The gospel of Mark offers a unique look at the Resurrection. It is one that leads us to the mystery of an empty tomb and then leaves us with a promise. The promise is that he who is risen goes before us, that we may very well meet him along life's way. That promise can be both comforting and disconcerting. If Jesus lives, that alone changes everything. That alone ought to be enough to disrupt and forever change the way we live our lives. If Jesus were to show up and make himself know, that surely, would take our lives in directions we never imagined.
This message was offered for Palm Sunday while our in-person services remain suspended. It reflects on Jesus' unique ascension to the throne. He is king, yet he comes to his place of authority by way of a cross and a tomb. He is not the sort of king we may have expected, but he is the exactly the sort of king we needed. He is one that not only rules, but saves.
The coming of God's Kingdom is always accompanied by some level of disruption. When God's rule comes to bear in ways and places it had not been brought to bear before, the status quo will be overturned. At this present moment we are already experienced a rather large amount of disruption. There is no question that what had been the status quo has been overturned. While this is distressing and stressful, it is also an opportunity to invite the Kingdom to draw nearer still. During this period of chaos, why not invite God to reorder our lives further still, that even when this crisis is ended we might more fully live as citizens of God's kingdom.
This message comes from our first week of our worshiping apart due to the coronavirus outbreak and suspension of services. It was delivered to the congregation via Youtube. The message is a reflection on the great commandment and the second which is like it. Specifically, Jesus commands us to love God with all that we are and to love our neighbor as ourselves. Even during this season of isolation and quarantine the commandment remains, and we would do well to consider how our love is made manifest in our lives. The scripture readings are pulled from video recorded by members and friends of the congregation for inclusion in the Youtube podcast.
Jesus has a way of making us see the heart of the matter, even when doing so is uncomfortable. In today's lesson a man's asks what he must do to inherit eternal life. After Jesus first response, the man is rather sure of himself but Jesus pushes further and deeper. By the end of this exchange the man is filled with grief. Jesus had exposed his need for grace. When we take them seriously, Jesus' words and life do the same for us. We cannot escape the truth that the love meant for God and neighbor is often misplaced and misguided. We all need grace. Thankfully, God offers it freely and in abundance.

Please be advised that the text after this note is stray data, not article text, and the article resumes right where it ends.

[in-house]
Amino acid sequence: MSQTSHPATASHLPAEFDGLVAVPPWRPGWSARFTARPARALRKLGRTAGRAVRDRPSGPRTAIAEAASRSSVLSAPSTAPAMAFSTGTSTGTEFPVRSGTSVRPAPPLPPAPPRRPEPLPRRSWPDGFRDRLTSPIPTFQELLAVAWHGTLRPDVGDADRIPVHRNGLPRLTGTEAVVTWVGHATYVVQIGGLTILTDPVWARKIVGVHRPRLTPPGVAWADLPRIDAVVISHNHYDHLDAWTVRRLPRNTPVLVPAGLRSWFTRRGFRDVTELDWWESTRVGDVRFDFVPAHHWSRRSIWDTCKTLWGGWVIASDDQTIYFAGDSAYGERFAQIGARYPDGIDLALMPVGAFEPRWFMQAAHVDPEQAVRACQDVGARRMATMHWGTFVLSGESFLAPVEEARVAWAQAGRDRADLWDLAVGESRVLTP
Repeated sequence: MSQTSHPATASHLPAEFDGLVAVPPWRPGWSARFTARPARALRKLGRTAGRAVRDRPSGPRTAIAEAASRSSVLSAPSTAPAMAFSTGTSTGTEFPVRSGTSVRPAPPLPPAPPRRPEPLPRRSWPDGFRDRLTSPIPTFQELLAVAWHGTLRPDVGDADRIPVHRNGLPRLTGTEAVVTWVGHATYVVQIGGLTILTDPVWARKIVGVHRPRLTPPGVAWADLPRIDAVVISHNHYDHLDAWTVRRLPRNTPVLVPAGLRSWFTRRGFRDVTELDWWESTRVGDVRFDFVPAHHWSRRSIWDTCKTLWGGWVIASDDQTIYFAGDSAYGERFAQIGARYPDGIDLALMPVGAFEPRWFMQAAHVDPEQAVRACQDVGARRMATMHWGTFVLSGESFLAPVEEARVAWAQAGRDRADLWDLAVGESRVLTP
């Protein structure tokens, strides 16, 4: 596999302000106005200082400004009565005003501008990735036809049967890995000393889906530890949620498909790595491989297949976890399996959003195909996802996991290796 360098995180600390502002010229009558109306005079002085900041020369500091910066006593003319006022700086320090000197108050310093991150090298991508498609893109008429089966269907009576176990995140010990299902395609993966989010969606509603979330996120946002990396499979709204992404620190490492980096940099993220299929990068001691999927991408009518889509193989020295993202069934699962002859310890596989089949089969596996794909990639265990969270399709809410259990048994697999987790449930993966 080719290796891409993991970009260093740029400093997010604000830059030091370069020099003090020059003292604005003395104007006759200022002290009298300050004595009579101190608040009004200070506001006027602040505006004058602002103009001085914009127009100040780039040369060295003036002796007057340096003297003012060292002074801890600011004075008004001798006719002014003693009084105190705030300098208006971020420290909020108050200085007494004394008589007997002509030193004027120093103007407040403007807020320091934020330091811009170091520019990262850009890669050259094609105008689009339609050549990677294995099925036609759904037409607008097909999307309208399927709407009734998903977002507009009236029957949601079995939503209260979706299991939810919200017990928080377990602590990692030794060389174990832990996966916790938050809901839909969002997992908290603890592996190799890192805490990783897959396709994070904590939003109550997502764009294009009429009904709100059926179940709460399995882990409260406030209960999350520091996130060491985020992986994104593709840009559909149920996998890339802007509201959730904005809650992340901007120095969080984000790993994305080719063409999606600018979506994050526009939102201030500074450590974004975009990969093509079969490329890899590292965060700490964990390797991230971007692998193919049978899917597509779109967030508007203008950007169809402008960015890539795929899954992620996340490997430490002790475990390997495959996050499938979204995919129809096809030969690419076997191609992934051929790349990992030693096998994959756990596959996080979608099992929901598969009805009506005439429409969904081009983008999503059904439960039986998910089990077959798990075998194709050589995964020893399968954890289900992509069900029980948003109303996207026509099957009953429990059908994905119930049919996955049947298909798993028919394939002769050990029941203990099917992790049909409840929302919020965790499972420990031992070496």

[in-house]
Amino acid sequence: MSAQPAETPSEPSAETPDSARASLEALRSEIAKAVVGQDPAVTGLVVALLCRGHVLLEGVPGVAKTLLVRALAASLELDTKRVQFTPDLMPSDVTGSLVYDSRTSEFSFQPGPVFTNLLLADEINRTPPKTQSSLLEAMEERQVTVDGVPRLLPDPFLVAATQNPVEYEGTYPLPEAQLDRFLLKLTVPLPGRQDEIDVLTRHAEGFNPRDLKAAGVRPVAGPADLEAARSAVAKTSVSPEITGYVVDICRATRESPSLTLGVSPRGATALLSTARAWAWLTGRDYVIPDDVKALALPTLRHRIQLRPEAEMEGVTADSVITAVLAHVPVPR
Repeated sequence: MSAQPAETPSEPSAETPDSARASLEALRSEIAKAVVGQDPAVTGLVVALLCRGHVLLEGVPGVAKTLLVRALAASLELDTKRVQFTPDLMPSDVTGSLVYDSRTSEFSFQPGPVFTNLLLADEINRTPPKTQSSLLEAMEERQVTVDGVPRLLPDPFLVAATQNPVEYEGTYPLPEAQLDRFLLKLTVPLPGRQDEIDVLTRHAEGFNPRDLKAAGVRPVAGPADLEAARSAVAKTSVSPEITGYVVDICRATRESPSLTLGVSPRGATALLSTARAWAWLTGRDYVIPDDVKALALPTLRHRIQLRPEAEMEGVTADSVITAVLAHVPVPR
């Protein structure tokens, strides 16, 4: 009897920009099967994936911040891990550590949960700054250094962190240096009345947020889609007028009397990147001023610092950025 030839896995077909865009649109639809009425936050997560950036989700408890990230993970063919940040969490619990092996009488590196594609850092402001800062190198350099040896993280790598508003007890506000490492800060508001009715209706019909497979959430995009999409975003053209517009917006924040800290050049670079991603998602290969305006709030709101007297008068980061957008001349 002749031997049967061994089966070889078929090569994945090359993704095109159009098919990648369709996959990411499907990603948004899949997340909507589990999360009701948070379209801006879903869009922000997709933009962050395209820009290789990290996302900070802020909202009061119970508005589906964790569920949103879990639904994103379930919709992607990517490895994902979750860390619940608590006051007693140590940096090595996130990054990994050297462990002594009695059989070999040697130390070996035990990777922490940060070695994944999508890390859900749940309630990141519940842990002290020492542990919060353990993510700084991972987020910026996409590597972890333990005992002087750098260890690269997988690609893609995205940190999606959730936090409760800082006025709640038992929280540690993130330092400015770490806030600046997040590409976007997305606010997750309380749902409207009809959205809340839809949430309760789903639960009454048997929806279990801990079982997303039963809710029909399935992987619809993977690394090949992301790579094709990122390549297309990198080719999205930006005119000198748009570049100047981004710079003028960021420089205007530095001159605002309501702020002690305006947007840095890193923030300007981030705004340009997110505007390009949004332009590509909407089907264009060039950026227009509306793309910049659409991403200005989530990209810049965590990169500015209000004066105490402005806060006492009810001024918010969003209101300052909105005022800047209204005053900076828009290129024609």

This message is from Transfiguration Sunday on which we remember the experience of Peter, James, and John. On a mountaintop they witness a foretaste of the risen and glorified Christ. Peter, at least, would have liked to linger there but it was not yet time for that. Work remained and that worked was down in the valley. Likewise our lives are not meant to be a succession of mountain top experiences. Our lives include them, but the work which is our as disciples takes place in the valley of life, among the hurting and the suffering. A day will come for us to linger in the presence of the risen and glorified Christ, but that day has not yet come. First we must follow Christ through the valley and to the cross.
In today's reading Jesus is confronted regarding the ritual washing of hands. His accusers no doubt sought to discredit him in public. In classic form, however, Jesus takes his accusation and turns it around. He not only deflects the attack but uses it as an opportunity to lead us to a deeper truth. That truth being that God is far more concerned about what's in our hearts than God is concerned with what's on our hands.
We have all experienced failure in our lives. In our text today we hear three tales of failure, yet the failure does not belong to the person we might expect. In each case there is a failure to listen, a failure to hear. We find in each more than a failure, but a refusal to hear a word that challenges assumptions and perspectives. As Christians we must be open to the word that challenges. God's word often challenges us. That is how we learn, that is how we are transformed. Even those convictions we hold ardently should be examined. Arrogance leaves little room for growth.
In today's text, Jesus is interrupted as he travels from one point to the other. In the end, however, it seems that this interruption was at the heart of the entire text. Sometimes we too are overly focused on the reaching the end of our journey. We are preoccupied with questions about what will happen when we arrive there. Those questions are important, but we ought not to be so focused on such things that we fail to seek a holy encounter along the way. Such encounters make us new and grant us assurance that we are made whole and counted among God's people. Such encounters remind us that the end of the journey will be just fine, but Lord has accompanied us the entire time.
Today we consider an interesting passage in which Jesus heals a man possessed by a legion of unclean spirits. All this takes place in a gentile region and by the time it is all said a done an entire heard of pigs has run off a cliff and died. This series of events prompts many a question. In the end this message comes to one in particular. To what extent would we rather bear the suffering of another than the inconvenience of his/her healing? It is a challenging to think about.